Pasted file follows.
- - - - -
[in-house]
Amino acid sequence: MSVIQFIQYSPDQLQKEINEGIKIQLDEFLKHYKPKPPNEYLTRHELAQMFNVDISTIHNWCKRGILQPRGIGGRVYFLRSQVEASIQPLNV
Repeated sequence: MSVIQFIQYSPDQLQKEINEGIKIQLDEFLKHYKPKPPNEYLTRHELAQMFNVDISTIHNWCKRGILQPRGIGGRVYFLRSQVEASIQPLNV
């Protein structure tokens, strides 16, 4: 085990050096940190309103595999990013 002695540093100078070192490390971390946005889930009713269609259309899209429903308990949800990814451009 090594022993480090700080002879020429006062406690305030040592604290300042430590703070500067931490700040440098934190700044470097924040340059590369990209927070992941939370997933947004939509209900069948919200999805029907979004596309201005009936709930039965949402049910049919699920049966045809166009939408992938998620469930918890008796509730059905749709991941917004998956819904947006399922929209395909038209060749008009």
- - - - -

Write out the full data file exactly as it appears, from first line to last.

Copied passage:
[in-house]
Amino acid sequence: MSVIQFIQYSPDQLQKEINEGIKIQLDEFLKHYKPKPPNEYLTRHELAQMFNVDISTIHNWCKRGILQPRGIGGRVYFLRSQVEASIQPLNV
Repeated sequence: MSVIQFIQYSPDQLQKEINEGIKIQLDEFLKHYKPKPPNEYLTRHELAQMFNVDISTIHNWCKRGILQPRGIGGRVYFLRSQVEASIQPLNV
């Protein structure tokens, strides 16, 4: 085990050096940190309103595999990013 002695540093100078070192490390971390946005889930009713269609259309899209429903308990949800990814451009 090594022993480090700080002879020429006062406690305030040592604290300042430590703070500067931490700040440098934190700044470097924040340059590369990209927070992941939370997933947004939509209900069948919200999805029907979004596309201005009936709930039965949402049910049919699920049966045809166009939408992938998620469930918890008796509730059905749709991941917004998956819904947006399922929209395909038209060749008009």